The U.S. reached an agreement with Niger’s military junta to close two military bases in the country in what amounts to a “tactical setback” for counterterrorism efforts in the Sahel. But the closure also “forces the U.S. to review its military posture in the region,” says USIP’s Joseph Sany, adding “there may be other options.”

U.S. Institute of Peace experts discuss the latest foreign policy issues from around the world in On Peace, a brief weekly collaboration with SiriusXM's POTUS Channel 124.


Laura Coates: Joining us now is Joseph Sany the USIP's Africa Center vice president. He joins us now. Welcome, Joseph. How are you?

Joseph Sany: Good. Thank you for asking. Thank you for having me, Laura.

Laura Coates: I'm glad that you're here. I know that there has been a lot of focus on what's been happening abroad. But I want to focus more specifically on your area of expertise, particularly with this news that has come out recently about the United States reaching an agreement with Niger to withdraw military forces by this coming fall, according to the Defense Department. Can you just lay the land for us a little bit of what is the current situation right now in Niger?

Joseph Sany: Yes, thank you. This is a good opportunity, I think. Just for background, the United States has two military bases in Niger. The main purpose was surveillance and monitoring Islamic jihadist activities in the area. And so, in March, Niger decided to revoke the security cooperation of the United States and asked the United States to leave. And currently they are negotiating the terms of the withdrawal. But I just have to say that the situation is not getting any better as far as the country itself is concerned, and the war against Islamic Jihadist and terrorists. And so that's where we are. So, the United States is negotiating an orderly withdrawal. According to the details, by September 15 the United States will be out of there.

Laura Coates: So, when we go to … and think about what's at stake here … I mean, is there … what are the consequences of having this withdrawal? And does it leave more vulnerabilities?

Joseph Sany: Definitely. I think it is, from the United States perspective, we have to admit it is a tactical setback. Because Niger was chosen at the beginning because of the geographic location. It gave the United States more coverage in terms of surveillance, more coverage and capabilities to strike the bad guys so to speak. And so, by leaving Niger, we are diminished. There is some setback. But however, it's also a strategic opportunity for the United States, because it forces the United States to review its military posture in the region. As for Niger, the calculus is simple. The United States leaves, Russia comes in, and Russia provides them with two things that the United States could not provide them. That is the military equipment and protection for the regime. Let us not forget this is a military junta whose focus, main focus, is regime preservation. And so, Russia provides those two things, why does the United States not? That's where we are and those are the stakes. The U.S. will lose, in the short term, surveillance and counterterrorist capabilities. But in the short term, the military junta will gain equipment from Russia and then most likely preservation.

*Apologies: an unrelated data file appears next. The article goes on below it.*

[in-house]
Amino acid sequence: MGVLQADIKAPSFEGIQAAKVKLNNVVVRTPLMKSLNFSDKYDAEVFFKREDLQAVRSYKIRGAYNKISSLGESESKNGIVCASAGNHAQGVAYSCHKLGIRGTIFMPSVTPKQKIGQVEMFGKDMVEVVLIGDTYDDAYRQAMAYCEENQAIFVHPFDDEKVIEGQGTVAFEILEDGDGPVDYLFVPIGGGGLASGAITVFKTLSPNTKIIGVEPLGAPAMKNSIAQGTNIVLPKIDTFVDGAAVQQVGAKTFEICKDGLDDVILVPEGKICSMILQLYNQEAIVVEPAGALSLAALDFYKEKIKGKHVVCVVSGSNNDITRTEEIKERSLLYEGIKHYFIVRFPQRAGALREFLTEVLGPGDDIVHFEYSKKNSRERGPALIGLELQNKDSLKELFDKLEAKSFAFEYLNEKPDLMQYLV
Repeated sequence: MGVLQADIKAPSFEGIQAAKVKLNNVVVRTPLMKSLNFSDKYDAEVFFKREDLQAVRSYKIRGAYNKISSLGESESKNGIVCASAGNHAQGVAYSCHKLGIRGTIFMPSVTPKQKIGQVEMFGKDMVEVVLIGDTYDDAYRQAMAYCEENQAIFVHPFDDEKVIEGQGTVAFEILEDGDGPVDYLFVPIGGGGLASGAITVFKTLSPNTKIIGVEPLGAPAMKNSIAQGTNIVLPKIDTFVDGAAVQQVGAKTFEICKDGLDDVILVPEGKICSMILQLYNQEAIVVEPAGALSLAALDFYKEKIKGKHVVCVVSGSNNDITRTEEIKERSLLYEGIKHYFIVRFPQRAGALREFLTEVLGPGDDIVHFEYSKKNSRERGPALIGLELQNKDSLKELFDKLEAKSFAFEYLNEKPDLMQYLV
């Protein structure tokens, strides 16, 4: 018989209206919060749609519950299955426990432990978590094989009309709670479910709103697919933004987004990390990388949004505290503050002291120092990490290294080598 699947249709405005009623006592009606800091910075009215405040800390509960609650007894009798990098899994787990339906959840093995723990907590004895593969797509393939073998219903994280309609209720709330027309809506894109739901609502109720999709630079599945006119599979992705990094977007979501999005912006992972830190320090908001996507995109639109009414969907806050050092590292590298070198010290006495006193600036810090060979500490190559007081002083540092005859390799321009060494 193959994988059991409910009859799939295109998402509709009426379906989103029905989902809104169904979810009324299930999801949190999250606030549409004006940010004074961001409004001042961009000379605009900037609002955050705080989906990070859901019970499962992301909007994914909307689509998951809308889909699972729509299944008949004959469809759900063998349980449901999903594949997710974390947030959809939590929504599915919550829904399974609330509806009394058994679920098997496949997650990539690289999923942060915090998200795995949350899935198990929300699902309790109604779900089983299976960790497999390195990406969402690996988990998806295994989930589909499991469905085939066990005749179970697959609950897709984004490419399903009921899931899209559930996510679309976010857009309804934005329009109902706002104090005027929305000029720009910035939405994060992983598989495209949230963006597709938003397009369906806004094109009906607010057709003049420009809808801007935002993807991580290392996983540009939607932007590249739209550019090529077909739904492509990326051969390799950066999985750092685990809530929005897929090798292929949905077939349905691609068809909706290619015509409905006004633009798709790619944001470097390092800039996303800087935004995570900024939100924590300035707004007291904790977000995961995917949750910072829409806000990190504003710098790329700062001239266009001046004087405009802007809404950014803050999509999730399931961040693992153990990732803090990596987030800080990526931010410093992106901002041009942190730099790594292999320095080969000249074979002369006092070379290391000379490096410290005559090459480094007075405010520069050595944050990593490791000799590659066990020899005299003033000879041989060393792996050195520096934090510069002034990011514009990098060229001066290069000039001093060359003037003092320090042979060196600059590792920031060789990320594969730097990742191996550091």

Laura Coates: Now, I understand that, I mean, according to a defense official, Niger has been an anchor for the United States' counterterrorism efforts for over a decade. If that's the case, what impact does this have on our counterterrorism efforts?

Joseph Sany: Okay, it’s a debate because in fact, the reason why our counterterrorism effort was more or less successful, to put it that way, was because not only the centrality of Niger, but the political stability of the regime. So, after the coup d'etat in July, that factor was off the table, because the regime has become very politically unstable, and therefore that strategic advantage that the U.S. had, was off. And so, that's why I'm saying it's debatable. I am not sure that in the long run, with an unstable Niger, the U.S. would have had the same advantage. Now, there will be other options in the region. There are some stable regimes in the region. But as I said, the U.S. will have to review its military posture and the vitality we are giving to military responses to what is in fact a governance and political phenomenon. Violent extremism has its root causes in political instability, the failure of government to respond to citizens’ needs, and all kinds of grievances. It’s not necessarily of military origin.

Laura Coates: And just the fact that there has been this, or this proposed, I guess, coming by September 15, this agreement to withdraw military forces from Niger by September 15. This does not mean there's an end to, say, diplomatic dialogues, right? 

Joseph Sany: Correct. You're spot on. It doesn't mean it's the end of our U.S. strategic engagement with Niger. It simply means that we will have to review our military posture in Niger. By the way, the United States is still the highest humanitarian donor to Niger, our development is still ongoing, even though limited because of our loss. After all, we have a junta in place, we had a coup d'etat, but by no means … We have a very active ambassador in Niger. She's trying to hold the fort and save the relationship as much as possible. But yes, remember, the U.S. has three tools in this strategic engagement with countries: diplomacy, defense and development. We will have to review the defense engagement.

Laura Coates: Really important to hear this perspective today and to keep us apprised of what's going on there as well. Joseph Sany, thank you so much for joining us today. We always appreciate it.

Joseph Sany: Thank you.

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